Sildenafil citrate response correlates with the nature and the severity of penile vascular insufficiency.
ABSTRACT Sildenafil citrate is a highly effective erectogenic agent. However, predicting which patients will respond to this agent is often difficult. While the patient response to this agent is dependent on the nitric oxide-guanylate cyclase-cyclic guanosine monophosphate cascade, the integrity of penile arterial flow and venocclusive mechanism is also important. Duplex Doppler penile ultrasonography can reliably document penile hemodynamics. This study aimed at defining response rates based on degree of penile vascular sufficiency.
This study enrolled patients who met strict criteria for sildenafil citrate response who had also undergone penile ultrasound. Correlation was drawn between the nature and the severity of the vascular insufficiency and the response rate to sildenafil citrate.
The distribution of vascular diagnoses was arteriogenic 64%, venogenic 6%, mixed vascular insufficiency 18%, and normal 12%. The best response was seen in those men with normal vascular studies, 80% responding. Fifty-three percent of all men with any abnormality on penile ultrasound responded; 65% of men with arteriogenic erectile dysfunction (ED), 25% of patients with venogenic ED, and 6% of men with a mixed vascular insufficiency were responders. There was a correlation between the degree of vascular impairment and the response rate. All men with venogenic ED who responded had mild leak.
These data demonstrate a correlation between the nature and severity of penile vascular disease and the ability to respond to sildenafil citrate. These data may be useful to the sexual medicine practitioner when counseling patients regarding oral erectogenic therapy.
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ABSTRACT: Aim To evaluate the efficacy, safety, and tolerability of a flexible-dose regimen of vardenafil in a community-based population of men with erectile dysfunction (ED).Methods This was a 12-week, open-label, flexible-dose, multicenter study of unselected men with ED of diverse origins and severity. Unlike previous studies, prostatectomy-induced ED and previous unresponsiveness to sildenafil were not exclusion criteria. After 4 weeks of treatment with 10 mg of vardenafil, the dose could be continued or titrated to 5 mg or 20 mg, depending on efficacy and tolerability. After 8 weeks, another dose change was possible. Efficacy was assessed with International Index of Erectile Function erectile function (IIEF-EF) domain scores, diary questions of the Sexual Encounter Profile (SEP), and a global assessment question (GAQ) about erection improvement during the previous 4 weeks.Results Safety was evaluated in 497 patients, and 480 were suitable for intention-to-treat analysis. After 12 weeks of treatment, the mean per patient rate of successful intercourse, defined by an affirmative response to SEP questions 1–3, was 72%, and was related to age and ED duration. The overall success rate increased from 66% at week 4 to 77% at week 12. The mean IIEF-EF domain score of the whole population increased from 17.2 (baseline) to 24.4 (endpoint). At week 12, the best scores were obtained by patients taking 5 mg and 10 mg. At week 12, GAQ scores showed improved erection in 97.4%, 94.8%, and 78.8% of patients in the 5 mg, 10 mg, and 20 mg group, respectively. Safety was excellent: no serious drug-related event was reported, and only 2.2% of patients discontinued treatment because of side-effects.Conclusions Vardenafil was effective and well tolerated in this community-based ED population that is truly representative of the general ED population. Dose titration meets the patient's needs and optimizes clinical outcome. Mirone V, Palmieri A, Cucinotta D, Parazzini F, Morelli P, Bettocchi C, Fusco F, and Montorsi F. Flexible-dose vardenafil in a community-based population of men affected by erectile dysfunction: a 12-week open-label, multicenter trial. J Sex Med 2005;2:842–847.Journal of Sexual Medicine 10/2005; 2(6):842 - 847. · 3.51 Impact Factor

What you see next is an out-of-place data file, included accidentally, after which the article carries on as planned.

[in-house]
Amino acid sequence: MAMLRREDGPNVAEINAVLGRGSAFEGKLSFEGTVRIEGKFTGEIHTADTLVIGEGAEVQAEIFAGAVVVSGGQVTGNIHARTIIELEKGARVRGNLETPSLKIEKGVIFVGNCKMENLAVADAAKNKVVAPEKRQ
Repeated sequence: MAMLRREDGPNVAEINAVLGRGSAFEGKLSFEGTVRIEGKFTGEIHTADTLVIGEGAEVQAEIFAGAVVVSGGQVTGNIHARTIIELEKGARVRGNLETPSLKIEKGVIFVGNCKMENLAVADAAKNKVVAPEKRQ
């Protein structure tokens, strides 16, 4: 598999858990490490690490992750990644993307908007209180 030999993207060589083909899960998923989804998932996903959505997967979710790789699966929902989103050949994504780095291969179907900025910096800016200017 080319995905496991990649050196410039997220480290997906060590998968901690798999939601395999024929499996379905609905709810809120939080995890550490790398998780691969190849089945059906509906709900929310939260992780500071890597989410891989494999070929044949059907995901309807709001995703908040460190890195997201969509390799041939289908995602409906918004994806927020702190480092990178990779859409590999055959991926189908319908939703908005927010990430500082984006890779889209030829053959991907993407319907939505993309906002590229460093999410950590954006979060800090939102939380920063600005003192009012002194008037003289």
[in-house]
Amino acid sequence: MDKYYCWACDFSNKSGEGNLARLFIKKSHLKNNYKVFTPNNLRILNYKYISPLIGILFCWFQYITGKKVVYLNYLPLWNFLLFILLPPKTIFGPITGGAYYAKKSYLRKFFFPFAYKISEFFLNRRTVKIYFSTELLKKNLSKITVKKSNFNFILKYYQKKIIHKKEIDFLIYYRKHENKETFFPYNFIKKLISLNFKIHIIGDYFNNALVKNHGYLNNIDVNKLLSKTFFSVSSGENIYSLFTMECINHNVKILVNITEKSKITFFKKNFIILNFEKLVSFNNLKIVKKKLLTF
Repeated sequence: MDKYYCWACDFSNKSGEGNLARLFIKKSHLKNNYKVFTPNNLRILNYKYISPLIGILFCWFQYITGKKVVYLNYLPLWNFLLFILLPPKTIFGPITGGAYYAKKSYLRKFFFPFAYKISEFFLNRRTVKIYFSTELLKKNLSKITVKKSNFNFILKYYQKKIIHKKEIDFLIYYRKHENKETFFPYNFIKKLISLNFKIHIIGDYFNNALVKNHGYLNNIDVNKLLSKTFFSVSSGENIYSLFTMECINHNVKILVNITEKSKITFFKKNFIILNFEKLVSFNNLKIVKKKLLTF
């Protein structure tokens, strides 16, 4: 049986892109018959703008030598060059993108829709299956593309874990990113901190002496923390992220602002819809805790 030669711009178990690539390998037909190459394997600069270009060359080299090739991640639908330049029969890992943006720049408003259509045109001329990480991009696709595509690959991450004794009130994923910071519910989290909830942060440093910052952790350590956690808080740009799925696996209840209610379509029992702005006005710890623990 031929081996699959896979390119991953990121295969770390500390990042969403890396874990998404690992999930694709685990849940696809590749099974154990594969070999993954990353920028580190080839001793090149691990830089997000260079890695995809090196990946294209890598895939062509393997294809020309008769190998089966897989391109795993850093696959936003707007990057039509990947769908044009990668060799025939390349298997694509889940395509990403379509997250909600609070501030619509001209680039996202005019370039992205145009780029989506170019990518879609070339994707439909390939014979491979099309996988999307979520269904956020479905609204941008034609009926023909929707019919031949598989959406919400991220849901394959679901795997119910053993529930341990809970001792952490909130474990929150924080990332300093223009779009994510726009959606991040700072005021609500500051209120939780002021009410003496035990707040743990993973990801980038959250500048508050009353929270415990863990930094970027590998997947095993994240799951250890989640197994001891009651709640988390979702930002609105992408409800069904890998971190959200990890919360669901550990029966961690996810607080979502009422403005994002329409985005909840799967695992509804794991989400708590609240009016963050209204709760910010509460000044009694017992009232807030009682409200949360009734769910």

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ABSTRACT: Cancer is a major health concern in the United States and in other countries: not only is cancer the second leading cause of death in the United States, accounting for one of every four deaths, but also its treatment may be associated with significant morbidity . Cancers involving the male pelvic organs and their treatments are notoriously associated with erectile dysfunction (ED) . Such cancers include prostate, bladder, and ano-rectal cancers. Prostate cancer is the second most common cancer and the third most common cause of cancer-related death among men. According to the American Cancer Society, it is estimated that in 2009, 192,280 new cases will be diagnosed (25% of all new cancer cases) and 27,360 deaths (9% of cancer-related deaths) will be attributed to prostate cancer . Currently, with prevalent testing for early detection, men are diagnosed in their fifth or sixth decades. The vast majority (91%) of men diagnosed with prostate cancer present with localized disease and have excellent chances of long-term survival . Treatment of prostate cancer includes radical pelvic surgery to remove the prostate and the seminal vesicles – radical prostatectomy (RP), prostate irradiation (radiotherapy), delivered using various techniques or hormonal manipulation, aimed at suppression of testosterone, the principal male hormone. Reported ED incidence after RP varies greatly, from 14 to 90%, with a combined incidence reported by a recent meta-analysis to be 58% . A recent prospective study reported an ED incidence of 47% a year after external beam radiotherapy for prostate cancer, however, it is must be remembered that radiation-induced damage may take more than a year to be fully manifested, thus, the eventual incidence is probably higher . A long-term sexual function follow-up of men who had radiation for localized prostate cancer revealed that at 15 years from treatment the vast majority of men (78%) were not sexually active compared with 38% of controls and that 94% had severe ED compared to 64% of controls . The addition of hormonal therapy, even short term, exerts additional deleterious effects on erectile function . Bladder and ano-rectal cancers are less common, accounting for 7 and 0.3% of all male cancers, respectively, and their treatment may include extensive pelvic surgery, radiotherapy, and/or chemotherapy .